As a result, personal identity and legal citizenship must be set apart. Most labour migrants who have obtained Russian citizenship continue to identify as Tajik, while enjoying being exempt from having to acquire residence and work permits, as well as being included in the Russian social security system. This is one reason why elderly Tajiks, with an employment history in the Soviet Union, apply for a Russian passport nowadays – though they have no intention of leaving to work in Russia. While a Tajik pension amounts to around $10-20 per month, a Russian pension is no less than 10,000 roubles, or about $130. As one of my friends in Dushanbe jokingly put it, referring to one of her neighbours who receives a Russian pension: “That old man is now supporting his children on a monthly basis, instead of his children supporting him!”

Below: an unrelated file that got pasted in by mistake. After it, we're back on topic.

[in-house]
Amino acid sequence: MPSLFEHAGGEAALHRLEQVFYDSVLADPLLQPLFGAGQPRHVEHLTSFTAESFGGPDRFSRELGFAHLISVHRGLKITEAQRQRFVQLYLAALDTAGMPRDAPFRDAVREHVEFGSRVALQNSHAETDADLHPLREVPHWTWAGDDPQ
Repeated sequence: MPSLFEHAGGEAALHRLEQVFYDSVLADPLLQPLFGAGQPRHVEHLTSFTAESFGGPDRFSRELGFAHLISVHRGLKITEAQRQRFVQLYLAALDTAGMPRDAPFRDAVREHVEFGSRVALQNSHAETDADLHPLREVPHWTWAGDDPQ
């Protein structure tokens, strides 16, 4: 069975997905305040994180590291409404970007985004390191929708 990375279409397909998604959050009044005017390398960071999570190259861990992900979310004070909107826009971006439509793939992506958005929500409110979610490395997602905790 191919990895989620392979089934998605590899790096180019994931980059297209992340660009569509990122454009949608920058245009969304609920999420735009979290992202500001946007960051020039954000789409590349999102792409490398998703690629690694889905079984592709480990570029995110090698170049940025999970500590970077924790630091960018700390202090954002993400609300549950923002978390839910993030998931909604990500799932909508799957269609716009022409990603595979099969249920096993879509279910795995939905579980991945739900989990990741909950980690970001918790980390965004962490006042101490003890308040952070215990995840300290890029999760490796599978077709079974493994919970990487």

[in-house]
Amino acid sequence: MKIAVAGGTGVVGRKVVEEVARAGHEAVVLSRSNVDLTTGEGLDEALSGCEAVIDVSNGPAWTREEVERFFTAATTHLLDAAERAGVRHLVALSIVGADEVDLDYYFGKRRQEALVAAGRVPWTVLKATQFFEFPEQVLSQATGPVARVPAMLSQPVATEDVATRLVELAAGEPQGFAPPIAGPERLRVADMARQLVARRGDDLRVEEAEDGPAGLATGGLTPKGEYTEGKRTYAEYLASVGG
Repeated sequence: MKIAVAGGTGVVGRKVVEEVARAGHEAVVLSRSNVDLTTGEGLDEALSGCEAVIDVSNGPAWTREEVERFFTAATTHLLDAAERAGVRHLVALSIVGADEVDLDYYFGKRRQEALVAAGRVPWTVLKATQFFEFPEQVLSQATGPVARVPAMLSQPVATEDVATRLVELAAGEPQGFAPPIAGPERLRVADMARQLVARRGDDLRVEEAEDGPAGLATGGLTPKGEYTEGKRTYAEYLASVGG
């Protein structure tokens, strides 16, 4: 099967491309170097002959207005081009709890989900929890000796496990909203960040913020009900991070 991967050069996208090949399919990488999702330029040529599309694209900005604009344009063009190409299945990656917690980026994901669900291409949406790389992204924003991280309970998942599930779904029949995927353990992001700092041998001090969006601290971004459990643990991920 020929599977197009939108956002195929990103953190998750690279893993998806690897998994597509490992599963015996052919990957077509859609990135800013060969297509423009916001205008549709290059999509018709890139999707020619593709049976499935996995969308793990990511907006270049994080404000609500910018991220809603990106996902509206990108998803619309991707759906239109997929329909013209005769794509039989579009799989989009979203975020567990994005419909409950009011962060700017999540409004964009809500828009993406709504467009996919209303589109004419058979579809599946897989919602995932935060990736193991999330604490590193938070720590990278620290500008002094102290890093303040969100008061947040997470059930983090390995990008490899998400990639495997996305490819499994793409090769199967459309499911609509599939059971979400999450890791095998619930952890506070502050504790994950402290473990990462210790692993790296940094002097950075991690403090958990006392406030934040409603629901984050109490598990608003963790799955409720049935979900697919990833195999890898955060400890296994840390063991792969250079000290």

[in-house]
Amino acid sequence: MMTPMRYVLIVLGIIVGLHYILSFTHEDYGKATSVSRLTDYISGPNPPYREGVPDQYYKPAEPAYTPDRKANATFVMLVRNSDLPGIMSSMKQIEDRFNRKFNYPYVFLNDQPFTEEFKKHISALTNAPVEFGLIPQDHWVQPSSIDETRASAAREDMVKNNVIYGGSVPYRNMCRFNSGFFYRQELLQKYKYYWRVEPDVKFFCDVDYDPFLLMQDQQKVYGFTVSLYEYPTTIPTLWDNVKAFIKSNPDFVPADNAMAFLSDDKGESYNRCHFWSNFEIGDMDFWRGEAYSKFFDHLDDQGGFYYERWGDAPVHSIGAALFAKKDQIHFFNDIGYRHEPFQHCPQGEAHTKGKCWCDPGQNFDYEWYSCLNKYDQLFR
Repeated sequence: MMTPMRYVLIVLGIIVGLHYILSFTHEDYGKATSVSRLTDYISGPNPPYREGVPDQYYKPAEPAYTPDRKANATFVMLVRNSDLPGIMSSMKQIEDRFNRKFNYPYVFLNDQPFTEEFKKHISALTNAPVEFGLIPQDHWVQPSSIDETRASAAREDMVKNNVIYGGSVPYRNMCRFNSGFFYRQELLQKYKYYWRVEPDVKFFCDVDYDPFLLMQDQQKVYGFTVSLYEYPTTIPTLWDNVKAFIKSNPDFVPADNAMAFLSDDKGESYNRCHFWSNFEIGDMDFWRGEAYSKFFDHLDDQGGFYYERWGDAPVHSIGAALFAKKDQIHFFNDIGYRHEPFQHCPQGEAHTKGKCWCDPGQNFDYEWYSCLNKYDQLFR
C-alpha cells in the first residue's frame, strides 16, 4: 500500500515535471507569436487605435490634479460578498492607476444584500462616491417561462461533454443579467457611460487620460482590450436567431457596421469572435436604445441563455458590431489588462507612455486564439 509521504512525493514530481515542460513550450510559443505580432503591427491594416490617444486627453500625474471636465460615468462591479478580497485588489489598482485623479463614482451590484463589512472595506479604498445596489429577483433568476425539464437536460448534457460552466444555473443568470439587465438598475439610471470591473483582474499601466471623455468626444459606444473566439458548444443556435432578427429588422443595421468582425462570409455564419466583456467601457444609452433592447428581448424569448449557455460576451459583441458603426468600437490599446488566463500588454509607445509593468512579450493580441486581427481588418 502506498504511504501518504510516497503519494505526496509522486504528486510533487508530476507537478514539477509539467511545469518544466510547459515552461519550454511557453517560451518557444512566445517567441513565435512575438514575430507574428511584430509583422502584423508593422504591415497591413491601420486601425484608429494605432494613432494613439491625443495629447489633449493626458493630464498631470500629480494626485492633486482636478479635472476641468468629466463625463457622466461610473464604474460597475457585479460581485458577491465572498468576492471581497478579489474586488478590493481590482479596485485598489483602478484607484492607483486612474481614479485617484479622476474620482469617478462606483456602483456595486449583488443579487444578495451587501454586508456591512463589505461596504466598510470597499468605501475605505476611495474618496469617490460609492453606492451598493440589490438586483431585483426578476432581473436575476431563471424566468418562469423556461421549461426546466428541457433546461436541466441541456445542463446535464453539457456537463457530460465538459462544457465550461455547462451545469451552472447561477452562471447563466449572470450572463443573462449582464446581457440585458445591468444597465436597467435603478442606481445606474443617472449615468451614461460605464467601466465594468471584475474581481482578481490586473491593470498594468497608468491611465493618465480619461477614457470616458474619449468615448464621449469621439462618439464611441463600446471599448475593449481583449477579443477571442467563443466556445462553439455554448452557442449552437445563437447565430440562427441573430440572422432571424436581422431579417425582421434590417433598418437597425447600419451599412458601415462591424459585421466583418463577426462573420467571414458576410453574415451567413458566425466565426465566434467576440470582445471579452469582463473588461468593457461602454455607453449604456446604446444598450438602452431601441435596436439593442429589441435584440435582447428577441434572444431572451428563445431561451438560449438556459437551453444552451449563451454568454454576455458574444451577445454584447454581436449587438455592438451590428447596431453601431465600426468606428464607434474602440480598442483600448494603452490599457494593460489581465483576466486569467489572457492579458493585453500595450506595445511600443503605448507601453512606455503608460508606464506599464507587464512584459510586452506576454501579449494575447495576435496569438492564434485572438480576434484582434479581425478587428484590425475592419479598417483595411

The idea of ‘pragmatic citizenship’ captures the fact that most Tajik labour migrants would not easily identify themselves as Russian, even after many years of residence. This is seen in other migration trajectories elsewhere, where the motherland remains at the core of one’s identity, as is the case of Palestinians in Athens or Asian immigrants to Australia.
Pragmatic citizenship is employed to overcome limitations attached to one’s passport and the constraints people face at home, since, for citizens of some countries, borders are harder to cross than for citizens of others. Yet, only by crossing these very borders can this second ‘pragmatic’ citizenship be obtained, leaving Tajiks constantly split between the place they call home – but which doesn’t provide for them and their families – and another that continues to see them as foreign, yet allows them to build a better life for themselves and their loved ones back home.